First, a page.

1. Supreme Pizza & Donair
"You have to cater to your demographic," says Supreme's owner, Moe Akkad, an Ottawa native who calls Halifax's donair a national dish. "This whole place is mostly modelled from the east coast." That means he uses only Mr. Donair-certified meat and sauce—claiming others make their own mayo concoction—and Chris Brothers pepperoni. There's even a pizza here called the Halifax that features a donair sauce base, donair meat, Chris Bros pepperoni and more donair sauce. "The only thing you'll find odd out west is that there's lettuce on a lot of donairs," says Akkad, laughing. Also, donair sauce is more commonly known as sweet sauce. "There are a few variations, it became bastardized a bit. It's kind of a Subway donair industry." Supreme's claim to fame? Fresh out of the oven, house-made pita.
2. Jomaa's Pizza & Chicken
For 25 years Jomaa's has been serving up hot, stick-to-your-ribs meals like pizza, wings, pasta, subs and, of course, the donair. The usual lettuce, onion, tomato are all snuggled up in a pita with some beef (which comes in cone-form from Edmonton) plus your choice of sweet or sour-cream-based sauce. "I like mine with both," says the busy Jomaa's employee who answers the phone, who between rushing to get pizzas out of the oven reveals she's a Newfoundland transplant who's been working there for 24 years. "All of my love," is what makes the Jomaa's donair the best, she says. "At least that's what I tell everybody."
3. Cosmos Pizza & Donair
Ali Samfadi hasn't ever been to Halifax, but he knows the donair as a Greek speciality. "It's a unique sandwich," he says of the meal popular enough to make it into his pizza shop's name. How popular exactly? Cosmos' two Fort Mac locations go through over 1,000 kilograms of donair meat a month, shaved fresh from the iconic rotating cone and is shipped in, not from Halifax—supposed home of the donair—but from New Brunswick's Bonté Foods. Samfadi dresses his donairs up with the onion, tomatoes and lettuce, like his fellow Albertans, but it's the sauce that sweetens the meal. If you're passing on the tzatziki option you'll get a zippy version of the donair sauce we know and love, a mixture of garlic, evaporated milk, vinegar, sugar and...Miracle Whip. Judge if you like, but he says it's so good customers often order it to dip their pizza or wings in.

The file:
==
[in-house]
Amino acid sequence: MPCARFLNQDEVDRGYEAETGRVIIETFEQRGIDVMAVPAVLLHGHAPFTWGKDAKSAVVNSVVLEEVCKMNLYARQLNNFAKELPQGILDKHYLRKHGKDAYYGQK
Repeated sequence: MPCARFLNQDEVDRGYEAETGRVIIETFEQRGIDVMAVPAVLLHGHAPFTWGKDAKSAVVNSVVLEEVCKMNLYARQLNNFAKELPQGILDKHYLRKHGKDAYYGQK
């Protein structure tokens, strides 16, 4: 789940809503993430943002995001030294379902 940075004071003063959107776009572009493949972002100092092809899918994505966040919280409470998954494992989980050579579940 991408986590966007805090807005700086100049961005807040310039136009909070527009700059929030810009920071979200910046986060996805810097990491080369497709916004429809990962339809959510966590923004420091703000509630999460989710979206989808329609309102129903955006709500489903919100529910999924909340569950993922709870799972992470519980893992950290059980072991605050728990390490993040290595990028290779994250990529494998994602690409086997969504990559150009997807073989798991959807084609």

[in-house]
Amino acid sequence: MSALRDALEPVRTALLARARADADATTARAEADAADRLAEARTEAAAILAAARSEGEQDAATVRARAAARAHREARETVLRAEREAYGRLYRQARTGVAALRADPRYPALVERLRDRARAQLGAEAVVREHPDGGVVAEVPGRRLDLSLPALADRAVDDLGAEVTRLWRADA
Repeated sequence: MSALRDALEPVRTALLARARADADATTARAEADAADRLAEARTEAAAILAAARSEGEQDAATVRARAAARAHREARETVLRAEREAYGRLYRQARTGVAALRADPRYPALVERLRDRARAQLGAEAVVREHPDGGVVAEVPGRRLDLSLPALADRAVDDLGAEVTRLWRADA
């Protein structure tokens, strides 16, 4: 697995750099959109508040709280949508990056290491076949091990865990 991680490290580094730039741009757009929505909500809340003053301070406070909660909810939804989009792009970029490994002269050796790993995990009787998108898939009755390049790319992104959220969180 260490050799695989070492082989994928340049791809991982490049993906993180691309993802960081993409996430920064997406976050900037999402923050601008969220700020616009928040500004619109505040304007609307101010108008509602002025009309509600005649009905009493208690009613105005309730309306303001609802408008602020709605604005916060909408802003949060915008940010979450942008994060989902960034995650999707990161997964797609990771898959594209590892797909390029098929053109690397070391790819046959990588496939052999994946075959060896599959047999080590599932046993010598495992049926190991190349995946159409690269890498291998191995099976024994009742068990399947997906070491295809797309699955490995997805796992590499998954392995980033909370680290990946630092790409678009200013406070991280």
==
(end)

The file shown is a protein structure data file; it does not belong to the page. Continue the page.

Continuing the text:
4. Hu's Pizza & Donairs
Hugh MacLennan is a good Cape Breton boy who went to Alberta 23 years ago for oil, "like everyone else," and ended up running his own pizza shop. Like Cosmos, he orders his meat from Bonté Foods, and on top of the standard ingredients, he'll put basically anything you ask for on a donair—cheese, pineapple, black olives, whatever tickles your tastebuds. But most importantly, MacLennan understands the science behind the perfect sauce. "Back home I found there were two distinct kinds of sweet sauce—some places were too sweet and some more garlicky," he says. "I try to make mine in the middle to satisfy as many as I can." The recipe? "Don't ask." But the numbers say he's got the sugar-to-garlic ratio dialed. "When I first started 22 years ago, I'd say it was 80 percent tzatziki," but now the sweet stuff's in the lead. "I actually put both sauces on mine," MacLennan says.
5. OJ's Steak & Pizza
Here, both beef and chicken donairs (which sounds a little bit like a shawarma) have been on the menu for an estimated 20 years, and either option comes wrapped up with lettuce, tomato and onion with a slathering of homemade sauce. Which sauce though? Like others, OJ's offers the choice of either homemade sweet sauce (a secret recipe locked up tight) and a sour cream-type sauce that's closer to a tzatziki. Regardless of how you sauce it, OJ's told us the donair here is a hit, but it's most popular with the east coasters in town.